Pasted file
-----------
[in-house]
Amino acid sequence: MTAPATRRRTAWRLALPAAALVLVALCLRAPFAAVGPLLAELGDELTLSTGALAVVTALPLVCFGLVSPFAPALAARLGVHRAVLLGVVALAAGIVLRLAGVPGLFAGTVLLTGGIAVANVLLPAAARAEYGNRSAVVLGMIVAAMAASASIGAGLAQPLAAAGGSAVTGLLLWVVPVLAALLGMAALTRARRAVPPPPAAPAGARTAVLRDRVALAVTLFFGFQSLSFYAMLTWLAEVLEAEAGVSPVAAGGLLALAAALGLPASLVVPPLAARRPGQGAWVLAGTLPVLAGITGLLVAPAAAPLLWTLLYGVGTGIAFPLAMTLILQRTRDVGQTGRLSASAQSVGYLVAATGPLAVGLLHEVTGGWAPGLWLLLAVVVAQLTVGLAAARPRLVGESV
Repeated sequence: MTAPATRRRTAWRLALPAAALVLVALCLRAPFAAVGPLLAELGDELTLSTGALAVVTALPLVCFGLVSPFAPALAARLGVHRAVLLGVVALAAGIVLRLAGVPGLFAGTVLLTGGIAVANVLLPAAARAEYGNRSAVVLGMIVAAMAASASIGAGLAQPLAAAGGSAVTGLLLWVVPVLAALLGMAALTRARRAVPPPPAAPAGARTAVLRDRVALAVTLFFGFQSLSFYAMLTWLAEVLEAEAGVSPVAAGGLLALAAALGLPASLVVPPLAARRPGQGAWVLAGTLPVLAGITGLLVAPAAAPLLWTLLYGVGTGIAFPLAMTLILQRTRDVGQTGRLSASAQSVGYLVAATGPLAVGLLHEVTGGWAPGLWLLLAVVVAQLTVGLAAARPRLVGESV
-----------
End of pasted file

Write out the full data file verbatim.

[in-house]
Amino acid sequence: MTAPATRRRTAWRLALPAAALVLVALCLRAPFAAVGPLLAELGDELTLSTGALAVVTALPLVCFGLVSPFAPALAARLGVHRAVLLGVVALAAGIVLRLAGVPGLFAGTVLLTGGIAVANVLLPAAARAEYGNRSAVVLGMIVAAMAASASIGAGLAQPLAAAGGSAVTGLLLWVVPVLAALLGMAALTRARRAVPPPPAAPAGARTAVLRDRVALAVTLFFGFQSLSFYAMLTWLAEVLEAEAGVSPVAAGGLLALAAALGLPASLVVPPLAARRPGQGAWVLAGTLPVLAGITGLLVAPAAAPLLWTLLYGVGTGIAFPLAMTLILQRTRDVGQTGRLSASAQSVGYLVAATGPLAVGLLHEVTGGWAPGLWLLLAVVVAQLTVGLAAARPRLVGESV
Repeated sequence: MTAPATRRRTAWRLALPAAALVLVALCLRAPFAAVGPLLAELGDELTLSTGALAVVTALPLVCFGLVSPFAPALAARLGVHRAVLLGVVALAAGIVLRLAGVPGLFAGTVLLTGGIAVANVLLPAAARAEYGNRSAVVLGMIVAAMAASASIGAGLAQPLAAAGGSAVTGLLLWVVPVLAALLGMAALTRARRAVPPPPAAPAGARTAVLRDRVALAVTLFFGFQSLSFYAMLTWLAEVLEAEAGVSPVAAGGLLALAAALGLPASLVVPPLAARRPGQGAWVLAGTLPVLAGITGLLVAPAAAPLLWTLLYGVGTGIAFPLAMTLILQRTRDVGQTGRLSASAQSVGYLVAATGPLAVGLLHEVTGGWAPGLWLLLAVVVAQLTVGLAAARPRLVGESV